On a fateful day in October 1875, Nathan Olason steps foot onto the soil of a new foreign country called Canada. With natural sand beaches and breathtaking sunsets, it has been nicknamed paradise. Except it proves to be anything but.
With storm surges, emerging governments, racism and dwindling food supplies, Nathan and his family struggle to stay alive in this foreign wilderness. With the help of a beautiful Cree woman named Anwa, they learn to fish and hunt, surviving against all the odds.
Then just when they think they have prevailed, tragedy strikes an ominous blow, a smallpox epidemic that decimates villages, quarantines the town of Gimli, but most of all threatens to claim what he holds dear the most.
Would you survive?
Be one of the last men standing. Follow Nath on a heroic journey of immigration, manhood, immense love, resilience and perseverance beyond anything we know.
He stared at the beautiful sun, peering over the horizon of gentle waves. The coldness stung, but he embraced it. The lake was much calmer today. He loved it actually; luck was on his side. They would most likely be able to send the funds request of the remaining five-thousand-dollar loan to the Dominion today by boat.
A movement caught his eye. Someone was pulling in a larger boat. He stood and used his hand to shelter from the sun. He squinted into the bright rays. It was just one person, pulling in the boat. He strapped his boots on and scurried over to the dock.
“Hey, do you need a hand?” Nathanael shouted as he approached.
A woman’s voice lilted into the air, gentle but full of strength. “No, I am okay.”
“No, I must! Let me help you,” Nathan insisted.
She looked at him stubbornly, shook her head and relented. “If you must.”
Nath grabbed the rope and helped pull in the boat, anchoring it along the sand. “Is this the boat that will be taking the letter to the Dominion for us today?”
“It is, yes,” she replied. “Sorry for my English. I am still learning.”
“You are native to this land?” Nath asked. “How long have you lived here?”
“Forever,” she laughed. “Ma and Pa were born here, so was I.”
“Interesting,” Nath said. “It is a beautiful land. And a beautiful lake.”
“Yes, Nath, it is,” she replied.
“You remembered my name?”
Review by Lisabet Sarai
History comes to life in J.A. Boulet’s debut novel The Strong Amongst Us. In vivid, sometimes heart-rending, detail, Ms. Boulet chronicles the struggles of a group of Icelandic immigrants who came to Canada in the 1870’s, fleeing volcanic eruptions in their own country that had devastated their homes and their farms. Manitoba, their destination, was a beautiful but sometimes cruel wilderness and their settlement of Gimli, on the western shore of vast Lake Winnipeg, a fragile outpost of humanity. Violent storms, life-threatening cold, famine and disease all threatened to erase their dream of New Iceland.
The novel unfolds through the eyes of eighteen year old Nathan Olason, who leaves his mother and sisters behind to travel with his father and cousins to their new land. The Icelanders are tough and hard-working, but they’re scarcely a match for the challenges of the Canadian frontier. Nath becomes friends with a young Cree woman named Anwa, who teaches him how to hunt, to fish, to survive and to thrive in the land of her ancestors. Little by little, their friendship blossoms into a great love, but they must overcome the racism of his family and the colonialist politics of the province if they’re to be together.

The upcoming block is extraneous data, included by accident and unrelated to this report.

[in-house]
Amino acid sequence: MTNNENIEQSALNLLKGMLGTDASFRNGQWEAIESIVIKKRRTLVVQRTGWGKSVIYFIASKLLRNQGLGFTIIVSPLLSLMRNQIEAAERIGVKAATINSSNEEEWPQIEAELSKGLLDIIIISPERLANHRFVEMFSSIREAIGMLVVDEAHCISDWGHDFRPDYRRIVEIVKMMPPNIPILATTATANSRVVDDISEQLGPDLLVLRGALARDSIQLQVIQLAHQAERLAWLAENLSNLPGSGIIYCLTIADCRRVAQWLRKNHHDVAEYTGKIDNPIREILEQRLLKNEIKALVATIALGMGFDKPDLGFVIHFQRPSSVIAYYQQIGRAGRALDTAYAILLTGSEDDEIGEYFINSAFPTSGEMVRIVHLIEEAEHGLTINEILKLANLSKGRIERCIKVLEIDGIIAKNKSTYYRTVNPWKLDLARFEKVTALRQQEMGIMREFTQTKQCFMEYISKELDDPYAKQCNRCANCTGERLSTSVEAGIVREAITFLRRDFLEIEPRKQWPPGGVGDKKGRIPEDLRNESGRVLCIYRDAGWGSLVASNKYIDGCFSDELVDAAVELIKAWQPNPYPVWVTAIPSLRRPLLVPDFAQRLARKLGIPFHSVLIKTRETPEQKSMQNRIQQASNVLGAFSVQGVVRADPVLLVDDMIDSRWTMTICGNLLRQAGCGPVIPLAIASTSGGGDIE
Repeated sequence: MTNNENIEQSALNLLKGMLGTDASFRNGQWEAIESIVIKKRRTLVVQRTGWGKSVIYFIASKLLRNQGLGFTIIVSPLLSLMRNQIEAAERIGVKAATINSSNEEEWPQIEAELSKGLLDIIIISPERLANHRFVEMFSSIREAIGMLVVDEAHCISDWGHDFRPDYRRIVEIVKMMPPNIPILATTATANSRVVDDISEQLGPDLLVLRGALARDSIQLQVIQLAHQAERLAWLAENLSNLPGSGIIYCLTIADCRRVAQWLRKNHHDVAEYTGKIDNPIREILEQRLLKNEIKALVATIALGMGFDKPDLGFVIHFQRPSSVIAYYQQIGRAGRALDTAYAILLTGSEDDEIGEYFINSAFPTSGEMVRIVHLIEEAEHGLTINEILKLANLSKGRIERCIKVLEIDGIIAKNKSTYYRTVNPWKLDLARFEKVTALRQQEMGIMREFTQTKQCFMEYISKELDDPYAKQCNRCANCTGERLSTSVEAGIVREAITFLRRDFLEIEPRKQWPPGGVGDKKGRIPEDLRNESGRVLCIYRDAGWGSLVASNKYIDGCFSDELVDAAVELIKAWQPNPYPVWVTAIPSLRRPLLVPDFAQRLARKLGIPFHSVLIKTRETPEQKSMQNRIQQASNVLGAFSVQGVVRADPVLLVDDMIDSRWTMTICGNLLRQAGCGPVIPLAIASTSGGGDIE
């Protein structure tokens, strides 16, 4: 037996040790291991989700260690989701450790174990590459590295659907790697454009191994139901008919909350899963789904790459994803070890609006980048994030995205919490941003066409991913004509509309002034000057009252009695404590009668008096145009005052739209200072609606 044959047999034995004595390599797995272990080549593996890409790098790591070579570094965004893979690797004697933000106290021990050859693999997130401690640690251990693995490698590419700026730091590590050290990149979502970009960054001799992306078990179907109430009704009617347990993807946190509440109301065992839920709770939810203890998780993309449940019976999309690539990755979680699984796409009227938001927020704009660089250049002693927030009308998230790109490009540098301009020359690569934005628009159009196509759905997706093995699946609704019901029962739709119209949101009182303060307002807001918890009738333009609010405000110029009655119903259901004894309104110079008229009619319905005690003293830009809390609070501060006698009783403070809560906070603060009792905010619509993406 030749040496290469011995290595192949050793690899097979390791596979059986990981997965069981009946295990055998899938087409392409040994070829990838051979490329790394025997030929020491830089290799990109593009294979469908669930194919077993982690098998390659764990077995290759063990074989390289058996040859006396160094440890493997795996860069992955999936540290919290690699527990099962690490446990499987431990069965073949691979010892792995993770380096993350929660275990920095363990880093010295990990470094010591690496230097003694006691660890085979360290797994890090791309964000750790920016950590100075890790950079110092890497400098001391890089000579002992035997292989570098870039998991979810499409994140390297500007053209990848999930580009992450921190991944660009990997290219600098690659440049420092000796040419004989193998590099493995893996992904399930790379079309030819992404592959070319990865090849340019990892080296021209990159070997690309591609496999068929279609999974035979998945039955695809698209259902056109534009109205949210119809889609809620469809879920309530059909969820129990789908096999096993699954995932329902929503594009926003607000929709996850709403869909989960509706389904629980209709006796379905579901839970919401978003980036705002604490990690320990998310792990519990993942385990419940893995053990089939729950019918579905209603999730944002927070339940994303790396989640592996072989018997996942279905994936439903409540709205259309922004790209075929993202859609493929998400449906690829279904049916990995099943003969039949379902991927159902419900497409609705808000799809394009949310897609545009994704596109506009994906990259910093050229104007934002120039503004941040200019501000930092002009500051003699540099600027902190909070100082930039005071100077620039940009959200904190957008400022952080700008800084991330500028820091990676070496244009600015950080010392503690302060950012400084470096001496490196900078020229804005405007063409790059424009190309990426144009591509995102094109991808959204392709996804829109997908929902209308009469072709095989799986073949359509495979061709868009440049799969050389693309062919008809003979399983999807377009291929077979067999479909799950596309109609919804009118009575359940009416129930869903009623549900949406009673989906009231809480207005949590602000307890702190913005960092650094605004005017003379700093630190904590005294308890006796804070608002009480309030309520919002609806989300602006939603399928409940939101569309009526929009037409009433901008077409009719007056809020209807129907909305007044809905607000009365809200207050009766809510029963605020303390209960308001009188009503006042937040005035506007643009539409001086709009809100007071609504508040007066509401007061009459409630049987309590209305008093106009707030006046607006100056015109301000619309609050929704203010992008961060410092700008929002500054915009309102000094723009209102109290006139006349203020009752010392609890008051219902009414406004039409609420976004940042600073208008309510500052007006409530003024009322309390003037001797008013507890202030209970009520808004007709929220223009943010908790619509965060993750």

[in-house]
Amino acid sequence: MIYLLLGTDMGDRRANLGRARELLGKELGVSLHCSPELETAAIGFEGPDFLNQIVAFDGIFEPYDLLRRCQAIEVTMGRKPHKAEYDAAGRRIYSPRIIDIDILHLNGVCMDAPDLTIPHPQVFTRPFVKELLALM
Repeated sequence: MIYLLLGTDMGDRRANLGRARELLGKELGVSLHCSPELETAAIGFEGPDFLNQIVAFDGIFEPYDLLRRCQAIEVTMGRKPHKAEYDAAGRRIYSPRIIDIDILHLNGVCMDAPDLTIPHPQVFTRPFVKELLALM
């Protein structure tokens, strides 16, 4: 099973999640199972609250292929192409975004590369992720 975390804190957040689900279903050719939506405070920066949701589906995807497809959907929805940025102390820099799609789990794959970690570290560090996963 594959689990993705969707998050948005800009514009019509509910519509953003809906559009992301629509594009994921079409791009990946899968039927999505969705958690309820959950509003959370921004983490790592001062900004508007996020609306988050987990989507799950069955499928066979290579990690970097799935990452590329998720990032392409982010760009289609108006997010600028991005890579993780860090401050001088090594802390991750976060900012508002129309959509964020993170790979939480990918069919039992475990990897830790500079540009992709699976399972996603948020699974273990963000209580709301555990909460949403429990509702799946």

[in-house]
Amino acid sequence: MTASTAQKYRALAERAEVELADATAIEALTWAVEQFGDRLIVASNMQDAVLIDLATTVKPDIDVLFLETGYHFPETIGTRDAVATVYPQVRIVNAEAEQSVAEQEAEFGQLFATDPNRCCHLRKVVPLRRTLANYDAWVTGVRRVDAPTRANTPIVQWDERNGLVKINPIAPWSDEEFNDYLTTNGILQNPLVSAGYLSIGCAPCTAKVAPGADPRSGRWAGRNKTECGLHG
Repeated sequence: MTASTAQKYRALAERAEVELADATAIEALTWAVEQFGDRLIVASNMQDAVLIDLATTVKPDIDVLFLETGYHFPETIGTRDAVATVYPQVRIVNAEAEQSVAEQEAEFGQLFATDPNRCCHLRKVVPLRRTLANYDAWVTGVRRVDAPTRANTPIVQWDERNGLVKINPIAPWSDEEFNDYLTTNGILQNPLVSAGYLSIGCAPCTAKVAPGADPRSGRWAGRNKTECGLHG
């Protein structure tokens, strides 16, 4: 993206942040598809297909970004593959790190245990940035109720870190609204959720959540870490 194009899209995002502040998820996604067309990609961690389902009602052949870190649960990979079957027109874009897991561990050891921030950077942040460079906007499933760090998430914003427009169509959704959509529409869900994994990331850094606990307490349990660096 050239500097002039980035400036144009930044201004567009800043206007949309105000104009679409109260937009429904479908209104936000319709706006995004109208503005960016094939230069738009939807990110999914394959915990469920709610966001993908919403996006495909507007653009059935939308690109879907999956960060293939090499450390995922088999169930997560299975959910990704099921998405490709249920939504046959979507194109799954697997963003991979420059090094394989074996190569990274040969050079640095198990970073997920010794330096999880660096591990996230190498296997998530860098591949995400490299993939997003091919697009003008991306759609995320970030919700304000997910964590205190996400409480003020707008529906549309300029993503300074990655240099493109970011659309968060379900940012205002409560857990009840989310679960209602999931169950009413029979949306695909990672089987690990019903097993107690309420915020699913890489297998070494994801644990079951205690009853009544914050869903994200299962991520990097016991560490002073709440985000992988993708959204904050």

I really enjoyed The Strong Amongst Us, partly because I’d previously known nothing about this chapter in history. The author herself lives in Gimli; she knows the land she’s describing, simultaneously exquisite and harsh. I was touched by Nath’s growth into maturity and leadership, as well as the sorrows he must endure.
The style of this novel struck me as somewhat amateurish, with its linear structure, unsubtle declarations of emotion, and frequent POV slips. Still, the sincerity of the author’s concern for her characters shines on every page. Despite a certain lack of craft, the reader is swept up in the dramatic events swirling around Nath and Anwa. I also appreciated Ms. Boulet’s unvarnished honesty about sex. She does not shy away from exploring the intensely physical bond between Nath and Anwa. I applaud her frankness.
Although The Strong Among Us has a romance subplot, it lacks the happy ending required to make it a romance. Instead, we’re left with a far more nuanced and realistic picture of a life filled with adventure and labor, tragedy and joy. The author has succeeded in re-imagining this possibly forgotten story,understand the risks taken and the dangers faced by immigrants in their quest for a new home.
About the Author
J. A. Boulet is the passionate author of The Olason Chronicles, a historical saga of immigration, love and perseverance. The Strong Amongst Us Book 1 was released on Amazon in April 2020. She was born and raised in Western Canada as a first generation Canadian from European descent. Her parents landed in St. John’s, NFLD as refugees in 1956, a direct result of the Hungarian Revolution. J. A. Boulet was born many years later, raised in a strong Hungarian culture and proudly calls Canada home to this day. She started writing poetry at the age of five and progressed to short stories and novels. She has a keen interest in history, healing, family bonds and embracing the unknown. J. A Boulet writes with a spine-tingling realism like none other, grabbing your emotions and refusing to let go. The Strong Within Us Book 2 was released on November 11, 2020.
She currently lives in Canada with her two teenaged sons and a crested gecko named Mossio. Follow her on Twitter, Instagram, YouTube and Reddit.
J.A. Boulet will be awarding a $15 Amazon/BN GC to a randomly drawn winner via rafflecopter during the tour.
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